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I was reading a text book and came across the following approach to find the LCM and HCF of rational numbers/fractions:

  • LCM of fractions = LCM of numerators/HCF of denominators
  • HCF of fractions = HCF of numerators/LCM of denominators

Can someone please help me understand why the above formula holds true or how the above is logically deduced?

Thanks in advance!

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I think you start with the observation that for integers $a, b, k$ we have $\gcd(ka, kb) = k \gcd(a, b)$ and $\text{lcm}(ka, kb) = k \text{lcm}(a, b)$ and then just extend this to rational $k$. You should get the same result as the above. –  Qiaochu Yuan Jun 11 '11 at 21:24

2 Answers 2

Notation: $\text{HCF}$ is denoted below as $\text{gcd}$.

Assume you have two fractions $\frac{a}{b},\frac{c}{d}$ reduced to lowest terms. Let

$$\begin{eqnarray*} a &=&\underset{i}{\prod } p_{i}^{e_{i}(a)},\qquad b=\underset{i}{\prod } p_{i}^{e_{i}(b)}, \\ c &=&\underset{i}{\prod } p_{i}^{e_{i}(c)},\qquad d=\underset{i}{\prod } p_{i}^{e_{i}(d)}. \end{eqnarray*}$$

be the prime factorizations of the integers $a,b,c$ and $d$. Then

$$\frac{\underset{i}{\prod }\ p_{i}^{\max \left( e_{i}(a),e_{i}(c)\right) }}{% \prod_{i}\ p_{i}^{\min \left( e_{i}(b),e_{i}(d)\right) }}$$

is a fraction which is a common multiple of $\frac{a}{b},\frac{c}{d}$. It is the least one because by the properties of the $\text{lcm}$ and $\gcd $ of two integers, $\prod_{i}\ p_{i}^{\max \left( e_{i}(a),e_{i}(c)\right) }$ is the least common multiple of the numerators and $\prod_{i}\ p_{i}^{\min \left( e_{i}(b),e_{i}(d)\right) }$ is the greatest common divisor of the denominators. Hence

$$\begin{eqnarray*} \text{lcm}\left( \frac{a}{b},\frac{c}{d}\right) &=&\text{lcm}\left( \frac{{\prod_{i}\ p_{i}^{e_{i}(a)}}}{\prod_{i}\ p_{i}^{e_{i}(b)}},\frac{% \prod_{i}\ p_{i}^{e_{i}(c)}}{\prod_{i}\ p_{i}^{e_{i}(d)}}\right)=\frac{\prod_{i}\ p_{i}^{\max \left( e_{i}(a),e_{i}(c)\right) }}{% \prod_{i}\ p_{i}^{\min \left( e_{i}(b),e_{i}(d)\right) }}=\frac{\text{lcm}(a,c)}{\gcd (b,d)}.\quad(1) \end{eqnarray*}$$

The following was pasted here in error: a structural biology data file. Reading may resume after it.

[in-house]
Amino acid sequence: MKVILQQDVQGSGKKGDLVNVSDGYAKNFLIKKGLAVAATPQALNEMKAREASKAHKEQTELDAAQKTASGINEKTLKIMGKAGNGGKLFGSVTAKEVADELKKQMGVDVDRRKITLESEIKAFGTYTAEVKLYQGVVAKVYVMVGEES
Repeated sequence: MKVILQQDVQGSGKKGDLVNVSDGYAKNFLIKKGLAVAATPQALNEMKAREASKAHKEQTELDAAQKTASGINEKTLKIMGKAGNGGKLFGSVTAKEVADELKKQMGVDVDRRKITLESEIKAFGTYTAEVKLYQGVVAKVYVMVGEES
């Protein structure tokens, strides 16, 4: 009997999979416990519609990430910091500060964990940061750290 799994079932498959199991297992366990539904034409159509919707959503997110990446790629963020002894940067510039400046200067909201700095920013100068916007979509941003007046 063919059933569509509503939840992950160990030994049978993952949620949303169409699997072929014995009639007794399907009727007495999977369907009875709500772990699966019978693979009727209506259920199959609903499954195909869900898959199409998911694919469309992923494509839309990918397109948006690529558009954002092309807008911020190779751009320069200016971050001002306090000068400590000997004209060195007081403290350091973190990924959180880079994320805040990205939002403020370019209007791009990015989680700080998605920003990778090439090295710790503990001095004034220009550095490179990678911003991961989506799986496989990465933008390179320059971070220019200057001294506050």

Similarly

$$\begin{eqnarray*} \gcd \left( \frac{a}{b},\frac{c}{d}\right) =\gcd \left( \frac{{\prod_{i}\ p_{i}^{e_{i}(a)}}}{\prod_{i}p_{i}^{e_{i}(b)}},\frac{% \prod_{i\ }p_{i}^{e_{i}(c)}}{\prod_{i}p_{i}^{e_{i}(d)}}\right) =\frac{\prod_{i}\ p_{i}^{\min \left( e_{i}(a),e_{i}(c)\right) }}{% \prod_{i}\ p_{i}^{\max \left( e_{i}(b),e_{i}(d)\right) }} =\frac{\gcd (a,c)}{\text{lcm}(b,d)}.\quad(2) \end{eqnarray*}$$

The repeated application of these relations generalizes the result to any finite number of fractions.

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Below is a proof that works in any GCD domain, using the universal definitions of GCD, LCM. These ideas go back to Euclid, who defined the greatest common measure of line segments. Nowadays this can also be viewed in terms of fractional ideals or Krull's $v$-ideals.

Theorem $\rm\quad\ \ (a/b,A/B)\: =\: (a,A)/[b,B]\ \ $ if $\rm\ \ (a,b) = 1 = (A,B)$
Proof
$\rm\begin{eqnarray} &\rm c &|&\rm a/b,A/B \\ \quad\iff&\rm Bbc &|&\rm aB,Ab \\ \iff&\rm Bbc &|&\rm (aB,Ab) \\ \iff&\rm Bbc &|&\rm (aB, (A,aB)(b,aB))\ \ &\rm by\quad (x,yz) = (x,y(z,x)),\ \ see\ [2] \\ \iff&\rm Bbc &|&\rm (aB, (A,a) (b,B))\ \ &\rm by\quad (a,b) = 1 = (A,B) \\ \iff&\rm Bbc &|&\rm (a,A) (b,B)\ \ &\rm by\quad (A,a)\ |\ a,\ (b,B)\ |\ B \\ \iff&\rm c &|&\rm (a,A)/[b,B]\ \ &\rm by\quad (b,B)\:[b,B] = bB, \ \ see\ [3] \end{eqnarray}$

Here are links to proofs of the gcd laws used: law [2] and law [3].

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